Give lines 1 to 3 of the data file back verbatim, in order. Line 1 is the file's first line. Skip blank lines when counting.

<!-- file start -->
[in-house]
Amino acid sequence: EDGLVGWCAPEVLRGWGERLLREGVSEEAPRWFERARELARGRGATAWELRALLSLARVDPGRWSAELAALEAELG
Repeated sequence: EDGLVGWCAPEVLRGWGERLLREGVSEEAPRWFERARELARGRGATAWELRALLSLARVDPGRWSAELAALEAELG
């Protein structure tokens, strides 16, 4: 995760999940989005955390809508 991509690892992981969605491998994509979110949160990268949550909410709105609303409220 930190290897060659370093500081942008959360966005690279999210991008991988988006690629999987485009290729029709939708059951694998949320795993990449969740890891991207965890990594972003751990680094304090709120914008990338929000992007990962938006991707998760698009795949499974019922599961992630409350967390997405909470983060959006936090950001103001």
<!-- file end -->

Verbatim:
[in-house]
Amino acid sequence: EDGLVGWCAPEVLRGWGERLLREGVSEEAPRWFERARELARGRGATAWELRALLSLARVDPGRWSAELAALEAELG
Repeated sequence: EDGLVGWCAPEVLRGWGERLLREGVSEEAPRWFERARELARGRGATAWELRALLSLARVDPGRWSAELAALEAELG